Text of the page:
Richard Nealon of Bloomers with a Bakewell PuddingRichard Nealon of Bloomers with a Bakewell Pudding

Our afternoon stroll took us back over the old bridge past Brocklehursts, home of ‘the best country clothing in the country’, a gentlemen’s outfitters that still measures inside legs – and in inches. Close by is the Visitor Centre which as well as being a hive of information, has a first floor where I gazed in admiration – and envy – at the striking Peak landscapes of photographers Ian Daisley, Karen Frenkel, Graham Dunn and Alex Hyde.

Being a librarian and bibliophile, Francine was delighted to see the Bakewell Book & Gift Shop still running – celebrating 40 years – with a recently installed café. Bakewell has many other niche, independent shops, but you need to go exploring as some are tucked away up an alleyway, around a corner or in a courtyard. Step inside King’s Court and you’ll be charmed by Tegan’s Attic, a plant and garden shop which, with its pink façade and lopsided appearance, has been likened to a gingerbread cottage. Also here is Baked Well, where you – and especially your young children – can create hand-painted ceramics.

Inside Hebden Court – described previously in these pages as a ‘picturesque little Dickensian enclave’ – is a chocolate shop, fly fishing store, tea rooms, gift shops and Beau, a ladies’ fashion emporium alongside Mini Chic, with clothing, gifts and accessories for children and babies.

Close by is ID Interiors, a veritable Tardis of two showrooms brimful of classy fabrics, upholstery, carpets, rugs, wallpapers, paints, lighting and all manner of gifts big and small. Furthermore, owner Sarah Cooper, celebrating 35 years of ID, runs a bespoke interior design service offering ‘cutting edge design styles.’

Stephanie Ramsden of BeauStephanie Ramsden of Beau

Other delights in the town include: Rural Threads for ‘style conscious men’; The Jewellery Studio, a bespoke jewellery design service; record shop Music in the Green; Wee Dram, ‘purveyors of specialist whiskies’ – over 550 from virtually every distillery in the world – run with great enthusiasm and expertise by Adrian and Alison Murray; Rutland Arms Antiques Centre, once a stable block and now home to over 40 dealers; Wye Wool, with its extensive range of patterns, wools and knitting needles; and the Bakewell Cook Shop, packed with high-end kitchen gifts, gadgets and goodies.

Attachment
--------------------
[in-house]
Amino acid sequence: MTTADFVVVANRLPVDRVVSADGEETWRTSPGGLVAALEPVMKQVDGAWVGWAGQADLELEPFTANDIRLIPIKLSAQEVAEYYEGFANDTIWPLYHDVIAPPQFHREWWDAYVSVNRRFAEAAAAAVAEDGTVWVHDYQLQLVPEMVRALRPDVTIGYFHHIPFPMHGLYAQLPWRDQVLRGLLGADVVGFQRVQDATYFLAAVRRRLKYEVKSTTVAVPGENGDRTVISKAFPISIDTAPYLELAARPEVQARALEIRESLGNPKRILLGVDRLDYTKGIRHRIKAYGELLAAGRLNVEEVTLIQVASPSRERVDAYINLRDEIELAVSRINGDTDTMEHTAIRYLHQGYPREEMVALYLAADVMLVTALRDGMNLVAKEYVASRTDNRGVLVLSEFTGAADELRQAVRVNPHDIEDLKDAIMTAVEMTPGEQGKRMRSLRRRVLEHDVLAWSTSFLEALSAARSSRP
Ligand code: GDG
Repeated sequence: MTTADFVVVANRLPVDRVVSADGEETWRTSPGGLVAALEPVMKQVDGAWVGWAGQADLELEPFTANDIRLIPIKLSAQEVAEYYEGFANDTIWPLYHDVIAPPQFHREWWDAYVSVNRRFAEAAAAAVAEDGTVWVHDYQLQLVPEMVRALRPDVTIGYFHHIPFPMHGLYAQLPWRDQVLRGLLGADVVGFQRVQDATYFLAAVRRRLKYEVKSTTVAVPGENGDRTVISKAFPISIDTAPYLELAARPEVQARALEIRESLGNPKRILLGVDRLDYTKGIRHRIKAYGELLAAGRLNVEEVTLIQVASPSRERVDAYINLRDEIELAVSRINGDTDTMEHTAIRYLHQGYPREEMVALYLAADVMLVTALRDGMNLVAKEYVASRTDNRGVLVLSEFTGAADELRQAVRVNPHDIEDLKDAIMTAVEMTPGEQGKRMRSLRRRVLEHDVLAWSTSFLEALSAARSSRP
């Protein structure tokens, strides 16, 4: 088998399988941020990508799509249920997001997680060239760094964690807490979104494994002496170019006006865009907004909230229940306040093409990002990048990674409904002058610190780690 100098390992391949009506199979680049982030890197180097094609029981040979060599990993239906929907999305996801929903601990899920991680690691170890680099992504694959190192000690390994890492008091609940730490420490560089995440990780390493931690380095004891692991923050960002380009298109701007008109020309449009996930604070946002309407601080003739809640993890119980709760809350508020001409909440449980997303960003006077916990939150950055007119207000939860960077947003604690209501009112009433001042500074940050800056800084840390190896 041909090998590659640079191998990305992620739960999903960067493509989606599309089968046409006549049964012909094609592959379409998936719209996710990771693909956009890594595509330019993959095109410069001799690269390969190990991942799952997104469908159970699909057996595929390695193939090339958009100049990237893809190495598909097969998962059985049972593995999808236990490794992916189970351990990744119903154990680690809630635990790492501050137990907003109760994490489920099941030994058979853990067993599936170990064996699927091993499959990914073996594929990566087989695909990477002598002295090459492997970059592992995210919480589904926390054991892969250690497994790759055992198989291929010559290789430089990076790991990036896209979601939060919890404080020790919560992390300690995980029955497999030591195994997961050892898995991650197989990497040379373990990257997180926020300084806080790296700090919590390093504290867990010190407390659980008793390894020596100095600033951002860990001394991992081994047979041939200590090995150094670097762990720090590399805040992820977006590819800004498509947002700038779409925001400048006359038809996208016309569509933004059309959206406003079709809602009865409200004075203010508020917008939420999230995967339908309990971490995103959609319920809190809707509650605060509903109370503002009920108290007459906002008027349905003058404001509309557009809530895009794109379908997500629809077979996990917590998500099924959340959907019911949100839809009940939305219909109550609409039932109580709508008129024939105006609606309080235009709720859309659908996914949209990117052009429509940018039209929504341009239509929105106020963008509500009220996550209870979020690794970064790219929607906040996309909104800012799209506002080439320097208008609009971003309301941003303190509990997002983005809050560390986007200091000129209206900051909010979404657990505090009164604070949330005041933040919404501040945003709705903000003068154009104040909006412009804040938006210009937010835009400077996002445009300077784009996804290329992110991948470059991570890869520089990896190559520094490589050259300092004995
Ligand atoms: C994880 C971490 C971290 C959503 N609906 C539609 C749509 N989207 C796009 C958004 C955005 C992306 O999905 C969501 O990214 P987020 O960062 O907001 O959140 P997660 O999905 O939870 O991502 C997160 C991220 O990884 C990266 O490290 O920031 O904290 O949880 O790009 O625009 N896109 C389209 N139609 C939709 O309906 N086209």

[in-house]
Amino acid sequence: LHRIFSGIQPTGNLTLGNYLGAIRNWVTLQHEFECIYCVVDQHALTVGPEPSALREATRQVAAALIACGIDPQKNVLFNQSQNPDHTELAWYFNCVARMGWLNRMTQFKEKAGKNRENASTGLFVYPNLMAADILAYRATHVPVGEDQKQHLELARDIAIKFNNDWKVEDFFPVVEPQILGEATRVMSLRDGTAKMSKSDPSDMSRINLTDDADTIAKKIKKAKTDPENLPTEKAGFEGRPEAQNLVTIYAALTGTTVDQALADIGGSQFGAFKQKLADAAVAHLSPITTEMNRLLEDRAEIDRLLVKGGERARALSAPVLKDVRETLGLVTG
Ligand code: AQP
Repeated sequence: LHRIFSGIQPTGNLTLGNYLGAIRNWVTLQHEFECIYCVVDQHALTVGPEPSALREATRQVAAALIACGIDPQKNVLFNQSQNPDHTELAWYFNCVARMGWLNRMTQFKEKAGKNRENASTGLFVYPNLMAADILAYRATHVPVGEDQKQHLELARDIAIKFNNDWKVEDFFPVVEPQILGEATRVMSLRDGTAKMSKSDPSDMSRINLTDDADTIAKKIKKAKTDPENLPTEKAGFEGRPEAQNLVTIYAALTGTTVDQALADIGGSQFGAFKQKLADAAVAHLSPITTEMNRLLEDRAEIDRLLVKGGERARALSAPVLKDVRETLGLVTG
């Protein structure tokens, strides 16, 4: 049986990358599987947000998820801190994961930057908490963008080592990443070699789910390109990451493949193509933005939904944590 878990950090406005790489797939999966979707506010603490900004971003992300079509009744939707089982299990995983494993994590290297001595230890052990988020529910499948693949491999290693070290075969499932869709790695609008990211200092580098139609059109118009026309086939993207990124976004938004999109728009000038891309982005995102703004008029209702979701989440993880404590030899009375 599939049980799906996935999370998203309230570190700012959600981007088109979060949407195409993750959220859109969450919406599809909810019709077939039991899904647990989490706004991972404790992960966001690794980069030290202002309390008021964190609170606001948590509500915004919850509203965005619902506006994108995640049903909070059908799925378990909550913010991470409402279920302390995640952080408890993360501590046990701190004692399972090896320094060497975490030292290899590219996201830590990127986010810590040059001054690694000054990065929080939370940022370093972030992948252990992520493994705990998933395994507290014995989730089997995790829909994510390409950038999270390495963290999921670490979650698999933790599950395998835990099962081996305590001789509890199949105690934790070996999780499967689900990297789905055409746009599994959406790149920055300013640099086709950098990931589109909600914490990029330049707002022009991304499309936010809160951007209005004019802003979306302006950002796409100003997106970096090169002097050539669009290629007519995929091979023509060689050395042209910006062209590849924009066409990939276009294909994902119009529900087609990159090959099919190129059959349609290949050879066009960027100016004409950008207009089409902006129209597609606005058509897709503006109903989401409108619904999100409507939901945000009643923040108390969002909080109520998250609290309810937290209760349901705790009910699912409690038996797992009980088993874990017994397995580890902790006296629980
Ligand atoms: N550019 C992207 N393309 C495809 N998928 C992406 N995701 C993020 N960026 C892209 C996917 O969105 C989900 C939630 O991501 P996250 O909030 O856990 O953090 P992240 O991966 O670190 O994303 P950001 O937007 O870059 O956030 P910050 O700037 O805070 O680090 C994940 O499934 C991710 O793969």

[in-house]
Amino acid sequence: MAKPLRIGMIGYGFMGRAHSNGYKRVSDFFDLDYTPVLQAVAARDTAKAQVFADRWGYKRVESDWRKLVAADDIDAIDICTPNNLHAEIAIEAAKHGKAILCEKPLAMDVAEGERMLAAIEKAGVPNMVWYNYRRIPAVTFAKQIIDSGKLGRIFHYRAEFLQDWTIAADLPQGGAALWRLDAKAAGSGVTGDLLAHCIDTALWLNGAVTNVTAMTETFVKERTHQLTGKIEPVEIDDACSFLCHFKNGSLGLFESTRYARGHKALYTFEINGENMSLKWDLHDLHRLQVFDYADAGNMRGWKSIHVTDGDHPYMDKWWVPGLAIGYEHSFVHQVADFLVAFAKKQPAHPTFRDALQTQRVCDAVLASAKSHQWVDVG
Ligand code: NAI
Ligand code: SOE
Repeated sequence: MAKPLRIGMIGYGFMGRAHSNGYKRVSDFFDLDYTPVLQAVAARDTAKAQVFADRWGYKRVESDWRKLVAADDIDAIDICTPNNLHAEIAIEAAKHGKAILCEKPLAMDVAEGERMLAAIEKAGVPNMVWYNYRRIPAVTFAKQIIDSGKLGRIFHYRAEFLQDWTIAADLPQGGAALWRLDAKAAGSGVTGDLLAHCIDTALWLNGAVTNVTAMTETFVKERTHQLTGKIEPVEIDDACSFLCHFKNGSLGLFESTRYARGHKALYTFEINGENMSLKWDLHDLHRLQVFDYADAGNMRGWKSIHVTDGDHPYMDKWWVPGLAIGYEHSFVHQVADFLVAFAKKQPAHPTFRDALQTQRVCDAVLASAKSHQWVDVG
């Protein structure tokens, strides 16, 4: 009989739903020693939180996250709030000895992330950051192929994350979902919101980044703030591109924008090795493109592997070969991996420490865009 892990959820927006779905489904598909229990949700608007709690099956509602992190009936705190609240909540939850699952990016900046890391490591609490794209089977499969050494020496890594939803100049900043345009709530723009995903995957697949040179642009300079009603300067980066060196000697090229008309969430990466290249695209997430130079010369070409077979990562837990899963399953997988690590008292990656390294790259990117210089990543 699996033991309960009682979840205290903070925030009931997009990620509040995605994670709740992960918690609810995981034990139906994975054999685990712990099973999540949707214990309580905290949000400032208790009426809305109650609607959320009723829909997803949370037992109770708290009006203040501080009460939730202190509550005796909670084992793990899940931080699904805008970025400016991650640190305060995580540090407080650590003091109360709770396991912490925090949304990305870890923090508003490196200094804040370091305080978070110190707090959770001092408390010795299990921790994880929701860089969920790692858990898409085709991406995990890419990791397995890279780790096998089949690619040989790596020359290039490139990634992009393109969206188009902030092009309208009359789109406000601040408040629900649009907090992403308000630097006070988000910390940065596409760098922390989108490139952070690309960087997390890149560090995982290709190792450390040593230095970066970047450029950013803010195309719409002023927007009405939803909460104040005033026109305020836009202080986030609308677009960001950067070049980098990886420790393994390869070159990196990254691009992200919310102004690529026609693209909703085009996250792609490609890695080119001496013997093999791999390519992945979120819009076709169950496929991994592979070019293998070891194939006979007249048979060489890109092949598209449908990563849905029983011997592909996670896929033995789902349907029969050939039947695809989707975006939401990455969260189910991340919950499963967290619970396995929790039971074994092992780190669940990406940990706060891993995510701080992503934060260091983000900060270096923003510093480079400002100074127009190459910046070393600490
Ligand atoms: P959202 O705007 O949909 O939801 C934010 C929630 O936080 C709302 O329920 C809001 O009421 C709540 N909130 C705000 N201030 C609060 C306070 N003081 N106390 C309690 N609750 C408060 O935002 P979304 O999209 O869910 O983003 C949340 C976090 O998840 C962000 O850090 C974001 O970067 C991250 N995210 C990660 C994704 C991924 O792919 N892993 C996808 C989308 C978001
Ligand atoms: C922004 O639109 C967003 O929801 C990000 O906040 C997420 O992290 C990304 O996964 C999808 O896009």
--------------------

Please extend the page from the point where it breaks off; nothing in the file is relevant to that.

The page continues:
This is a good time to mention Bakewell’s thriving cookery school Hartingtons, which offers cookery and artisan food and drink courses in a converted mill. Here you can learn how to brew beer, make bread, cheese, chocolate and pork pies and even set up your own tea rooms or coffee shop.

It’s no surprise to hear that Bakewell has a great food festival: its sixth, on 29th and 30th April, will feature over 50 food and drink stalls with the cookery school welcoming Bake Off ‘star baker’ Howard Middleton.

As we can see, food figures widely in Bakewell and it always will as long as it keeps baking its fêted pudding. Does it date back to medieval times or was it mistakenly created in the mid-19th century when a Rutland Arms cook spread the egg mixture on top of a jam tart instead of mixing it in the pastry?

Meghan Waites, Events Manager and Kelly Knight, Accountant, of Thornbridge BreweryMeghan Waites, Events Manager and Kelly Knight, Accountant, of Thornbridge Brewery

As there are three shops – The Old Original Bakewell Pudding Shop, Bakewell Pudding Parlour and Bloomers – who all claim to have the original recipe, it’s probably best for the town’s tourist trade that the mystique is maintained.

Bloomers’ owners Richard Nealon and Esplin Chapman told me that the final act when they took over the company in 2014 was the passing over of the old envelope containing the secret recipe, dated 1889. ‘It had been sealed with Sellotape that the solicitor had signed to prove that no one had opened it while it had been kept in a safe. It’s written on A4 size paper and is actually in eight pieces, so we’re having it restored.’

Taking over Bloomers, says Richard, ‘felt like taking guardianship of a great institution.’ It’s an institution that has now found fame in the Far East, with Bloomers receiving an order last summer of just under 15,000 Bakewell Puddings for a Japanese food festival.

I believe the whole world needs to taste Bakewell Pudding. Relishing a slice of Bloomers’ pudding for the first time in years, I believe I have discovered the reason the word ‘scrumptious’ was invented. Also, although you can only buy this dish in Bakewell, I am delighted to see you can order it online.

Mind you, Francine and I will be buying from the shop again soon as we will shortly be going back to Bakewell and, as before, it’s because of food. We were delighted with our Pointing Dog lunch but Francine, who’s half-French, is intent on dining at the town’s French restaurant Piedaniels, noted for its ‘refined French-accented cooking in a classy and intimate dining room.’ Frustratingly, we discovered that it’s closed on a Monday. It means that when we do return, we’ll have to forego the Monday market. Mind you, as I hope I’ve shown, there is plenty to enjoy in Bakewell.